Coronavirus Disease 2019: Hematological Anomalies and Antithrombotic Therapy.Tohoku J Exp Med. 2020 08; 251(4):327-336.TJ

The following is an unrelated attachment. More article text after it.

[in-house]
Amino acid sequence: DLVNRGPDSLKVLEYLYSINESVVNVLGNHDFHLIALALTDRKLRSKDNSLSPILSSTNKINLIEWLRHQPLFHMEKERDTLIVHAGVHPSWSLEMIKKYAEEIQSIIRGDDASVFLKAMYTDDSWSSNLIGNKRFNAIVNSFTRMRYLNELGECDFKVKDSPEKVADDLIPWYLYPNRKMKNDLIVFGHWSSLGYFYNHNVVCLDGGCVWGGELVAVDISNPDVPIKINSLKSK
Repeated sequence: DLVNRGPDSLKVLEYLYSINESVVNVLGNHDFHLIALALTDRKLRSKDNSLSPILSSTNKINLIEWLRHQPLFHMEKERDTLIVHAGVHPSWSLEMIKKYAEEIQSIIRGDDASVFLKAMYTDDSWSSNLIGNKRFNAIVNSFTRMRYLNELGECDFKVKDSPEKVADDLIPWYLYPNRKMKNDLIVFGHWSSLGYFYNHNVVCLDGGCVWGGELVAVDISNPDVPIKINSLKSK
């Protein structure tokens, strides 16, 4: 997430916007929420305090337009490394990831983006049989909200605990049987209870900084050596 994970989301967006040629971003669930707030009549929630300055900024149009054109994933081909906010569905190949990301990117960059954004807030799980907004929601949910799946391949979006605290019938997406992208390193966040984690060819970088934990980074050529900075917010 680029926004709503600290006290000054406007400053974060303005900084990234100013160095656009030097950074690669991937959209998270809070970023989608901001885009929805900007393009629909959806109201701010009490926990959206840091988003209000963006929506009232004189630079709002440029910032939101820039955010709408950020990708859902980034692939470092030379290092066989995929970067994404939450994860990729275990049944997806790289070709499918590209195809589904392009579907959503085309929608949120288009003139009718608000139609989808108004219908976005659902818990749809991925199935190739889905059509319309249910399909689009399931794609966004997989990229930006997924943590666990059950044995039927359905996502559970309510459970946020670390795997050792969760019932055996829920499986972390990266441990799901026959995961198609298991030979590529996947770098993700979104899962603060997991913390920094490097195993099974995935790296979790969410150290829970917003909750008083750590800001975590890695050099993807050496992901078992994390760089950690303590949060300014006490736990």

After the first cases of COVID-19 appeared in Wuhan, China at the end of 2019, the disease quickly become a pandemic that has seriously affected the economic and health systems in more than 200 countries and territories around the world. Although most patients have mild symptoms or are even asymptomatic, there are patients who can develop serious complications such as acute respiratory distress syndrome or venous thromboembolism requiring mechanical ventilation and intensive care. Hence, it is important to identify patients with a higher risk of complications in a timely manner. Thus, the objective of this paper is to review the hematological laboratory parameters that consistently are altered in COVID-19 and to identify their relationship with the severity of the disease. According to 11 selected reports, the frequency of patients aged > 65 years is higher among subjects severely affected or deceased; likewise, males predominantly suffer from comorbidities such as hypertension, diabetes or obesity. Retrospective studies have identified alterations in various hematological and inflammatory parameters as part of the host's response to infection and a secondary increased risk of different thrombotic events. Among these altered parameters, D-dimer, C-reactive protein, and interleukin-6 have been tested as prognostic biomarkers due to their close relationship with the severity of the disease. Actually, they can reliably indicate the use of antithrombotic therapy at prophylactic or therapeutic doses (mainly D-dimer), as has already been established in those patients who, after an individualized assessment, appear to be at high risk for thrombotic events.